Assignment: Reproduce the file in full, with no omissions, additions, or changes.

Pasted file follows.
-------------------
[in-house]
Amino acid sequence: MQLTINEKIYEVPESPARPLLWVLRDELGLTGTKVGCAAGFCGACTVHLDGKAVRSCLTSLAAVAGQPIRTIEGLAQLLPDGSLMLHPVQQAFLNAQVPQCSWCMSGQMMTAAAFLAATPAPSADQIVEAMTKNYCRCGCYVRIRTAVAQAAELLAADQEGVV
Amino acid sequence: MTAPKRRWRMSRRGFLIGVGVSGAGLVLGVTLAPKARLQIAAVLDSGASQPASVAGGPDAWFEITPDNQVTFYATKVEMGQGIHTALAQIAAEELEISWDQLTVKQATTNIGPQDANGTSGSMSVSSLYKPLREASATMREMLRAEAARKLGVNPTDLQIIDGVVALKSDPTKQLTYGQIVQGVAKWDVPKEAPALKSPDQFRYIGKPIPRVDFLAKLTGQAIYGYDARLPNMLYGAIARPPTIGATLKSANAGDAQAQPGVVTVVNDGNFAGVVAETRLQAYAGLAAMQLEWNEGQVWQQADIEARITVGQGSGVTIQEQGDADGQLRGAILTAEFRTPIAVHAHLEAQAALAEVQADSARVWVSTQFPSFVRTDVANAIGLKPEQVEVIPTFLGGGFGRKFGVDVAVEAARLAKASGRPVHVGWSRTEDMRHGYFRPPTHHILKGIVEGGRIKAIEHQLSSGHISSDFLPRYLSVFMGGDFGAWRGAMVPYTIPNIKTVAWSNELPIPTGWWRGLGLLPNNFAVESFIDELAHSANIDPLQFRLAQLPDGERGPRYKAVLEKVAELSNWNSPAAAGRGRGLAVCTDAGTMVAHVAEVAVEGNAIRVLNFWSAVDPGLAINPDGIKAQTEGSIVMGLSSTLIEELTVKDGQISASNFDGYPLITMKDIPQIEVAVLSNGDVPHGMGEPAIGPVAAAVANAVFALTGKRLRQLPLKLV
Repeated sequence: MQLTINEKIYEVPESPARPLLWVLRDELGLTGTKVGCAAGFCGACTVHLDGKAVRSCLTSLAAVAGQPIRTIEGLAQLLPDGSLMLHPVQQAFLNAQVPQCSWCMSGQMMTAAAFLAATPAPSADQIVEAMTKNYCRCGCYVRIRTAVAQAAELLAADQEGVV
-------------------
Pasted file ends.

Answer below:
[in-house]
Amino acid sequence: MQLTINEKIYEVPESPARPLLWVLRDELGLTGTKVGCAAGFCGACTVHLDGKAVRSCLTSLAAVAGQPIRTIEGLAQLLPDGSLMLHPVQQAFLNAQVPQCSWCMSGQMMTAAAFLAATPAPSADQIVEAMTKNYCRCGCYVRIRTAVAQAAELLAADQEGVV
Amino acid sequence: MTAPKRRWRMSRRGFLIGVGVSGAGLVLGVTLAPKARLQIAAVLDSGASQPASVAGGPDAWFEITPDNQVTFYATKVEMGQGIHTALAQIAAEELEISWDQLTVKQATTNIGPQDANGTSGSMSVSSLYKPLREASATMREMLRAEAARKLGVNPTDLQIIDGVVALKSDPTKQLTYGQIVQGVAKWDVPKEAPALKSPDQFRYIGKPIPRVDFLAKLTGQAIYGYDARLPNMLYGAIARPPTIGATLKSANAGDAQAQPGVVTVVNDGNFAGVVAETRLQAYAGLAAMQLEWNEGQVWQQADIEARITVGQGSGVTIQEQGDADGQLRGAILTAEFRTPIAVHAHLEAQAALAEVQADSARVWVSTQFPSFVRTDVANAIGLKPEQVEVIPTFLGGGFGRKFGVDVAVEAARLAKASGRPVHVGWSRTEDMRHGYFRPPTHHILKGIVEGGRIKAIEHQLSSGHISSDFLPRYLSVFMGGDFGAWRGAMVPYTIPNIKTVAWSNELPIPTGWWRGLGLLPNNFAVESFIDELAHSANIDPLQFRLAQLPDGERGPRYKAVLEKVAELSNWNSPAAAGRGRGLAVCTDAGTMVAHVAEVAVEGNAIRVLNFWSAVDPGLAINPDGIKAQTEGSIVMGLSSTLIEELTVKDGQISASNFDGYPLITMKDIPQIEVAVLSNGDVPHGMGEPAIGPVAAAVANAVFALTGKRLRQLPLKLV
Repeated sequence: MQLTINEKIYEVPESPARPLLWVLRDELGLTGTKVGCAAGFCGACTVHLDGKAVRSCLTSLAAVAGQPIRTIEGLAQLLPDGSLMLHPVQQAFLNAQVPQCSWCMSGQMMTAAAFLAATPAPSADQIVEAMTKNYCRCGCYVRIRTAVAQAAELLAADQEGVV